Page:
In other words, all the good stuff. The Babylon sagas aren’t the first to have some fun with soap operas’ classic tropes. But they’re hardly the best. (For some reason, both series felt the need to employ the sight gag of really large brandy glasses. We get it. Those are some very large brandy glasses you’ve got there. But if that’s the best you can do when it comes to getting laughs, it suggests that maybe you don’t trust your material.)

Here, instead, are five shows that managed to bring both the soap and the humor. Tell us if you agree at Entertainment Weekly!

Thursday, August 06, 2015


With kids all across the country getting ready to head back to school, NBC is launching a 6-episode series, Mr. Robinson, starring stand-up comic Craig Robinson as a struggling musician who takes a day job substitute teaching a high-school music class to pay the bills. (Because it’s trivial to land a teaching job, and you don’t need certification or anything.)

According to the show’s producers (who also created The Office), “It's an easy gig, right? Yet when he realizes the kids think his class is an easy A, Craig's moved to inspire his students.”
At the end of the last school year, BlogHer ran my post ranking 15 of the Best and Worst Pop Culture Teachers. On the list were the usual suspects, Sidney Poitier in To Sir With Love, Robin Williams in Dead Poet’s Society, Richard Dreyfuss of Mr. Holland’s Opus, Mr. Kotter, The White Shadow, and Boy Meets World’s Mr. Feeney, among others. Inspirations, all.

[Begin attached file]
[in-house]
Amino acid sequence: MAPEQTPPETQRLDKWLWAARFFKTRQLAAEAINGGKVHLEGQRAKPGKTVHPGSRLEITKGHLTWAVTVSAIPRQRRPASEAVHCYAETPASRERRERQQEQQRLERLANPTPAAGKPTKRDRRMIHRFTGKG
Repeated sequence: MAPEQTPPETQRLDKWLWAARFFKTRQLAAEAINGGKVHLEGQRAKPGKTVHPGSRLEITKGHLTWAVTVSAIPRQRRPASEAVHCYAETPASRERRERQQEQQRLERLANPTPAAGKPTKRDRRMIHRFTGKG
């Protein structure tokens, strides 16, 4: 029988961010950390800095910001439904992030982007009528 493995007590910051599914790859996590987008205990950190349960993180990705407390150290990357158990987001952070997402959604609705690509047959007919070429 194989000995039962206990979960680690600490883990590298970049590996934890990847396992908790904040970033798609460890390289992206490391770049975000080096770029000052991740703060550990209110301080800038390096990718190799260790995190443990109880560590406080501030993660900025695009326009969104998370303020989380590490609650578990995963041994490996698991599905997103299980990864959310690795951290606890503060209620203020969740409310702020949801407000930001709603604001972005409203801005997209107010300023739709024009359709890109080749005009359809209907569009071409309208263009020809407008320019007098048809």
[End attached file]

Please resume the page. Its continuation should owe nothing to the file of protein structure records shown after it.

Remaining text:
It prompted one reader to comment: This was a clever idea, but reading it just made me sad because all of our decent pop culture teachers were men. The very few women who made the list are not even deserving of a grade.
Another agreed: For a field dominated by women in real life the lack of representation in media is disheartening.  
They were absolutely right, and I am embarrassed to say I didn’t notice the disparity until it was pointed out to me. I am even more embarrassed to note that the measly pair of female representations included Viola Davis of How To Get Away With Murder (not exactly an exemplary member of the profession) and, literally, Bad Teacher (both the movie and television versions).
This is a problem. This is a very big problem. And the question is: Why does it even exist?

Tuesday, August 04, 2015


After weeks (months? decades?) of dramatic good-byes, Luke Spencer (as played on and off for 37 years by Anthony Geary) left Port Charles, ambling off into the fog and the lights of a presumed ship headed for … I dunno … far, far away. In an interview with TV Insider, Geary clarified, “I have not retired from acting. Just from [General Hospital].”

However, less than two weeks later, he backtracked to, saying, “If the story is interesting to me and it works out, I may come back to the show for six weeks or so.”

So, despite the long good-bye, there (presumably) goes retirement.
At least when original cast member Susan Flannery chose to retire from The Bold and the Beautiful, the show allowed Stephanie a dignified (and succinct) death. That stuck.

Actors wanting to leave a soap is nothing new—even ones who’ve been onscreen for an extended period of time, or made a great impression within a shorter period. What varies is the quality of their sendoffs.

Read Entertainment Weekly's Top 10 List of Dramatic Character Exits at: